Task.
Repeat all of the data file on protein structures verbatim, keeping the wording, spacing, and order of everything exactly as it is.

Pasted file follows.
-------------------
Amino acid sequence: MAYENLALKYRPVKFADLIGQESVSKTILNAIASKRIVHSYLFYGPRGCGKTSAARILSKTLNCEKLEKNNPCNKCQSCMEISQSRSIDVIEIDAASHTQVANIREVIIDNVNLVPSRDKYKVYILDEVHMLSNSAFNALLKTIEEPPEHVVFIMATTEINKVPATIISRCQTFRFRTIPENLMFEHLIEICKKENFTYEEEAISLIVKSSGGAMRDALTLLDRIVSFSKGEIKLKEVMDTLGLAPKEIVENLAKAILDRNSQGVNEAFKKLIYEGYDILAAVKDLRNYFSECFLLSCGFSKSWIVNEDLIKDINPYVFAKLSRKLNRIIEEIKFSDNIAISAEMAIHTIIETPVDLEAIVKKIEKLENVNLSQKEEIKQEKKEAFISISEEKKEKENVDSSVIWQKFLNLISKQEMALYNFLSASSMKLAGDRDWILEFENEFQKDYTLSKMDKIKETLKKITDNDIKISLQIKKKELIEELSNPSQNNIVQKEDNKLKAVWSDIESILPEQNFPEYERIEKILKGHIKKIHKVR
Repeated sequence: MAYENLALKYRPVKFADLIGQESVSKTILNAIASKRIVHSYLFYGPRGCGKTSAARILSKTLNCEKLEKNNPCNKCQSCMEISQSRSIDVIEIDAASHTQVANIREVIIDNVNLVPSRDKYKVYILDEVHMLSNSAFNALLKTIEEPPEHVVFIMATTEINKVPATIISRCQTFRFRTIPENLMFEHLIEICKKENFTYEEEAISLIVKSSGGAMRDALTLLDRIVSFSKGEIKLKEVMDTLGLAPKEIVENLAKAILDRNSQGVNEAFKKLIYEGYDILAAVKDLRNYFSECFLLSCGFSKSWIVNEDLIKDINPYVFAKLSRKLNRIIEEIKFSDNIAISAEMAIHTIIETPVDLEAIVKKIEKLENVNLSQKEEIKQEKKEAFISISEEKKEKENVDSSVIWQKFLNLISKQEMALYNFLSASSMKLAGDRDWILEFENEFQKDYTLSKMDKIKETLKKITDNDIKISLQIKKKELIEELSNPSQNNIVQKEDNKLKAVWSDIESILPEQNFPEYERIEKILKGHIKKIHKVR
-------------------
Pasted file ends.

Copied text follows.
Amino acid sequence: MAYENLALKYRPVKFADLIGQESVSKTILNAIASKRIVHSYLFYGPRGCGKTSAARILSKTLNCEKLEKNNPCNKCQSCMEISQSRSIDVIEIDAASHTQVANIREVIIDNVNLVPSRDKYKVYILDEVHMLSNSAFNALLKTIEEPPEHVVFIMATTEINKVPATIISRCQTFRFRTIPENLMFEHLIEICKKENFTYEEEAISLIVKSSGGAMRDALTLLDRIVSFSKGEIKLKEVMDTLGLAPKEIVENLAKAILDRNSQGVNEAFKKLIYEGYDILAAVKDLRNYFSECFLLSCGFSKSWIVNEDLIKDINPYVFAKLSRKLNRIIEEIKFSDNIAISAEMAIHTIIETPVDLEAIVKKIEKLENVNLSQKEEIKQEKKEAFISISEEKKEKENVDSSVIWQKFLNLISKQEMALYNFLSASSMKLAGDRDWILEFENEFQKDYTLSKMDKIKETLKKITDNDIKISLQIKKKELIEELSNPSQNNIVQKEDNKLKAVWSDIESILPEQNFPEYERIEKILKGHIKKIHKVR
Repeated sequence: MAYENLALKYRPVKFADLIGQESVSKTILNAIASKRIVHSYLFYGPRGCGKTSAARILSKTLNCEKLEKNNPCNKCQSCMEISQSRSIDVIEIDAASHTQVANIREVIIDNVNLVPSRDKYKVYILDEVHMLSNSAFNALLKTIEEPPEHVVFIMATTEINKVPATIISRCQTFRFRTIPENLMFEHLIEICKKENFTYEEEAISLIVKSSGGAMRDALTLLDRIVSFSKGEIKLKEVMDTLGLAPKEIVENLAKAILDRNSQGVNEAFKKLIYEGYDILAAVKDLRNYFSECFLLSCGFSKSWIVNEDLIKDINPYVFAKLSRKLNRIIEEIKFSDNIAISAEMAIHTIIETPVDLEAIVKKIEKLENVNLSQKEEIKQEKKEAFISISEEKKEKENVDSSVIWQKFLNLISKQEMALYNFLSASSMKLAGDRDWILEFENEFQKDYTLSKMDKIKETLKKITDNDIKISLQIKKKELIEELSNPSQNNIVQKEDNKLKAVWSDIESILPEQNFPEYERIEKILKGHIKKIHKVR